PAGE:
The National League for Democracy patron pays a visit to the renowned Mae Tao Clinic for Burmese refugees and migrants in Mae Sot, Thailand.
Burma’s military continues to target civilians in its operations against rebel armed groups, according to a report by a US-based human rights institute.
People should “be brave and rid themselves of fear in order to create the country they want,” opposition leader says, while appealing for constitutional reform.
The Mergui archipelago remains a Lost World of some 800 mostly untouched islands, but developers are readying to bring large-scale tourism.
Protesters fear that the stalled hydropower project on the Irrawaddy River in Kachin State will be restarted, amid pressure from the development’s Chinese backers.
Ethnic armed groups want to join a future Burma Army while maintaining control over their areas, a demand that is deemed unrealistic by some experts.
Migrant rights activists say the new process only adds complexity, and rules out many workers who do not possess the correct Burmese documentation.
An accidental fire at one of the camps for internally displaced persons in Kachin State claims the life of a 13-year-old girl.
Having poured out his feelings on canvases for nearly 50 years, surrealist artist San Minn has saved enough paintings for his third “Gun Series” show.
Rebel soldiers in eastern Burma are battling not with government forces, but against opium crops that are destroying communities as they succumb to drug addiction.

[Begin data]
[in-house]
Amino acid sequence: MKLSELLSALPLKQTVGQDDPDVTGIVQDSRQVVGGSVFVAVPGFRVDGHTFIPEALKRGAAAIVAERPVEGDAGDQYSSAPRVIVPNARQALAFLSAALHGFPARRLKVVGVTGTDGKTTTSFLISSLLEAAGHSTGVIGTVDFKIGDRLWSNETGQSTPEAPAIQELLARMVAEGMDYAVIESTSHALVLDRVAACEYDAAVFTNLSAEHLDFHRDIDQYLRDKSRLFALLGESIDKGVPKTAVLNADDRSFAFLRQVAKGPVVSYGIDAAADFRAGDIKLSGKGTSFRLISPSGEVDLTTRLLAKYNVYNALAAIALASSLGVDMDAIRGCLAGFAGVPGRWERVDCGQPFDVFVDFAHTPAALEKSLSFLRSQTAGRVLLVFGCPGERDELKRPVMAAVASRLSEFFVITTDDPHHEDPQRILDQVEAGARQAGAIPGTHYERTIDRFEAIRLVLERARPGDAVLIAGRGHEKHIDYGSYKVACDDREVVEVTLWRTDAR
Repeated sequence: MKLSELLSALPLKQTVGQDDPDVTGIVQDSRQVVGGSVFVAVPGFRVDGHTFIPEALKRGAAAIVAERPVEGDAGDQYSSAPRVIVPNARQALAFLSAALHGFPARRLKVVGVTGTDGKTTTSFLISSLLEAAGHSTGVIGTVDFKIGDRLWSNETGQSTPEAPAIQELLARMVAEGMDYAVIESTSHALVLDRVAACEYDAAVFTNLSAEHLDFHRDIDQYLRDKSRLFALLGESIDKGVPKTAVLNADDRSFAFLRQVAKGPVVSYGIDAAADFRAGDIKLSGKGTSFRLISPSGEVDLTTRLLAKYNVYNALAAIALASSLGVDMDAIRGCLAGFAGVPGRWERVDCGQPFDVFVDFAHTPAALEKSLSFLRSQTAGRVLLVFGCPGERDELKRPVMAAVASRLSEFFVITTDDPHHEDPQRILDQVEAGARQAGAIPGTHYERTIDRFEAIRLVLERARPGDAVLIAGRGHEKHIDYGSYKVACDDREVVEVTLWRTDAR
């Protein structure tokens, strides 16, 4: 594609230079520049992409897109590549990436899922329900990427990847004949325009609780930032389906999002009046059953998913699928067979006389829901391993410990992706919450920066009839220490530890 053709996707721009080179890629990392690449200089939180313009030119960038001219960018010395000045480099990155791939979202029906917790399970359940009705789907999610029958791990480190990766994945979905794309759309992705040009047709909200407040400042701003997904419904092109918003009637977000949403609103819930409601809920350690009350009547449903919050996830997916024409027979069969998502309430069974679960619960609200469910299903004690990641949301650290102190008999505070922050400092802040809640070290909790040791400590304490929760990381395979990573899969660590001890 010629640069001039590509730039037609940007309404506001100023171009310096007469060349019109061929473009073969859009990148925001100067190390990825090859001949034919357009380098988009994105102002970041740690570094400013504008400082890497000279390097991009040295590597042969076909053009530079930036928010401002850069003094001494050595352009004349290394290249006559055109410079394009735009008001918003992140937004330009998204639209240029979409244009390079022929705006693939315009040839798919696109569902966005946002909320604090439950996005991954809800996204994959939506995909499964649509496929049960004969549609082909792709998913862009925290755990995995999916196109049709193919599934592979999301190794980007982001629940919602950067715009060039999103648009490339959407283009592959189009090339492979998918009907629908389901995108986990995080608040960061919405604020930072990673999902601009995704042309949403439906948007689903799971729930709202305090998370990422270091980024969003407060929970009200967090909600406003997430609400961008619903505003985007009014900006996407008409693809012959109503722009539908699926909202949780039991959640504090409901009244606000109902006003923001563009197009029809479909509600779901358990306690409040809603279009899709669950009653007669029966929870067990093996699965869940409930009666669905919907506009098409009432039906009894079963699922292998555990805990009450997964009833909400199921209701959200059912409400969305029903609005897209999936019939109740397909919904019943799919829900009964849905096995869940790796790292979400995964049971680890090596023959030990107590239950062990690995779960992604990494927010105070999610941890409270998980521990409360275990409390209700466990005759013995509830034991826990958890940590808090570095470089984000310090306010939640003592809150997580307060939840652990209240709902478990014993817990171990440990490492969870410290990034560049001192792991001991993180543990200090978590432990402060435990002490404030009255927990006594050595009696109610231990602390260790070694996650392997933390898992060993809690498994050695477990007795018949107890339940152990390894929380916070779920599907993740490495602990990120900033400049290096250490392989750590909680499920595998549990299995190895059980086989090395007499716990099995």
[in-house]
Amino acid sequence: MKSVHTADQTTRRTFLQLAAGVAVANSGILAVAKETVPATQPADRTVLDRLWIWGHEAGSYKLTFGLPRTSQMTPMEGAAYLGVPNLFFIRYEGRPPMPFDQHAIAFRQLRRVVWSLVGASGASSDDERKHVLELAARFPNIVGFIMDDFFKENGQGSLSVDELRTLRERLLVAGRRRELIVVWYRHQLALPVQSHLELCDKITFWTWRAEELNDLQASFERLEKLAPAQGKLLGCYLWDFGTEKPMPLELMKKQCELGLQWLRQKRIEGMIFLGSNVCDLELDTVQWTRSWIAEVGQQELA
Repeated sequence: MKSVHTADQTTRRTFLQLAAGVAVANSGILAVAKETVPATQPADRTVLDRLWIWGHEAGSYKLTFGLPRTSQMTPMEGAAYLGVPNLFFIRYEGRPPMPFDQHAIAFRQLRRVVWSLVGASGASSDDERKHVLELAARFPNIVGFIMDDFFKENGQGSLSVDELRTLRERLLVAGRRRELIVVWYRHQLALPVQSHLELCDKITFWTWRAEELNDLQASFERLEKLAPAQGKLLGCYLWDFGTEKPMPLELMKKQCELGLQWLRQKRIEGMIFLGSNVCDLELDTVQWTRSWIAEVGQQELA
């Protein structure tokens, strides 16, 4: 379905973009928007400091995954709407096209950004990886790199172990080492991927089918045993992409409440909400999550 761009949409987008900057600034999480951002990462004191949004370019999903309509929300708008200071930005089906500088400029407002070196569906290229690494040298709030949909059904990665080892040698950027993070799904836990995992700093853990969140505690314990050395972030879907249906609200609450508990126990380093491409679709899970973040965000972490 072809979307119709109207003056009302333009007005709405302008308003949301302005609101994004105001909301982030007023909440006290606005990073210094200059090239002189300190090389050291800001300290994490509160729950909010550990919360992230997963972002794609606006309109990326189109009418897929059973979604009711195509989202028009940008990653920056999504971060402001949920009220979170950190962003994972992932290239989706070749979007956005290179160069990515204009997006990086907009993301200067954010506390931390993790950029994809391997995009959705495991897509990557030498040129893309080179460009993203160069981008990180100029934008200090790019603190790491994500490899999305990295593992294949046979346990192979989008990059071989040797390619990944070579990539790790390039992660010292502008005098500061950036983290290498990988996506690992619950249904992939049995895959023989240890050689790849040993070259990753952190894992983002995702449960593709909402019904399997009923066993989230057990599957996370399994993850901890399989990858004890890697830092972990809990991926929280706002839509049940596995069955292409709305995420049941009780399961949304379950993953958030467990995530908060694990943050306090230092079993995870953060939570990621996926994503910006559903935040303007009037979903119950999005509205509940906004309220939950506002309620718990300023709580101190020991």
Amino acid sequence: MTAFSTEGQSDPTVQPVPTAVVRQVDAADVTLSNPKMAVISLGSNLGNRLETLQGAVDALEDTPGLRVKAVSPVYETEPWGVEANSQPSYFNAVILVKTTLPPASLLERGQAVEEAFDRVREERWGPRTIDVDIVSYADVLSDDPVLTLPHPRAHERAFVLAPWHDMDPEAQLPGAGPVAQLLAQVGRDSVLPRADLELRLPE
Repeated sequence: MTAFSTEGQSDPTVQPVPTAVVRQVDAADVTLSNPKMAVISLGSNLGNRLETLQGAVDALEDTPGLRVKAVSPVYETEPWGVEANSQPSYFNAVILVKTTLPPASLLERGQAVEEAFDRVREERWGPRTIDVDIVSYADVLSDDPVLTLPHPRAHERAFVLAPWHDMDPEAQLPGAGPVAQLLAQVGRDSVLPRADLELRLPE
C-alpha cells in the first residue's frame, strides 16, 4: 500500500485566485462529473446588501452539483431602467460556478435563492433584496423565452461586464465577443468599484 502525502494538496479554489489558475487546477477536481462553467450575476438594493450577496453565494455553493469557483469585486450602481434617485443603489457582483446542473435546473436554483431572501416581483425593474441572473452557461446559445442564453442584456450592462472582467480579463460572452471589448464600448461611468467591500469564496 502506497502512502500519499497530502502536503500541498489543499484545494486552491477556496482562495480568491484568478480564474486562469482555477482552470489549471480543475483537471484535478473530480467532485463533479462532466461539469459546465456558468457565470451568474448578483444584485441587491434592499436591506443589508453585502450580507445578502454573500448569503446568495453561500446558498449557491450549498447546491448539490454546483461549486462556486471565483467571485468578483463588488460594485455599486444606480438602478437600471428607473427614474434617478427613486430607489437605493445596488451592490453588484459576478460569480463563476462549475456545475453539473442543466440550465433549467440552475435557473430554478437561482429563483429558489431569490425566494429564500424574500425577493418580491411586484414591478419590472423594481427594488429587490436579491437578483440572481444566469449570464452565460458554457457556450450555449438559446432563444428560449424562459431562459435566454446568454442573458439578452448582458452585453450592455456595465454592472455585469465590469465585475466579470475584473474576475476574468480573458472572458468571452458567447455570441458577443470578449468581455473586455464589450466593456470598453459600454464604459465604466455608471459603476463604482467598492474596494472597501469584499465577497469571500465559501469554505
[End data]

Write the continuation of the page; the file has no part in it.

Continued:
Rangoon-based journalists say they cannot accept a public service media bill submitted to Parliament by the government this week, criticizing the proposal as self-serving.
“We were told the Tatmadaw is totally committed to peace,” says ethnic representative, as government, army and ethnic groups inch closer to forging joint ceasefire.
Burma’s Upper House removed the right of temporary citizenship card holders to form parties, a decision that could further curtail the rights of Rohingya Muslims.
A journey into northern Burma’s jade-mining town reveals a landscape scarred by years of exploitation, and hopeful miners trying to dig up a fortune.
A second by-election since President Thein Sein took power will take place this year for some 30 vacant seats in the Union and state-level parliaments.
The signing of two new laws marks the official end of a draconian 1962 press law, yet many journalists remain concerned over remaining media restrictions.
About 200 children living at a border IDP camp are—for the time being, at least—effectively orphans of the conflict in northern Burma.
A court questioned witnesses in the case of the detained CEO and four journalists of Unity Journal, who are charged with revealing state secrets.
With a commission established to draft a law on protection of race and religion, President Thein Sein is accused of exploiting religion for political gain.
The opposition leader will meet with writers from Mandalay whom she did not see during an international literary festival that the contingent boycotted last month.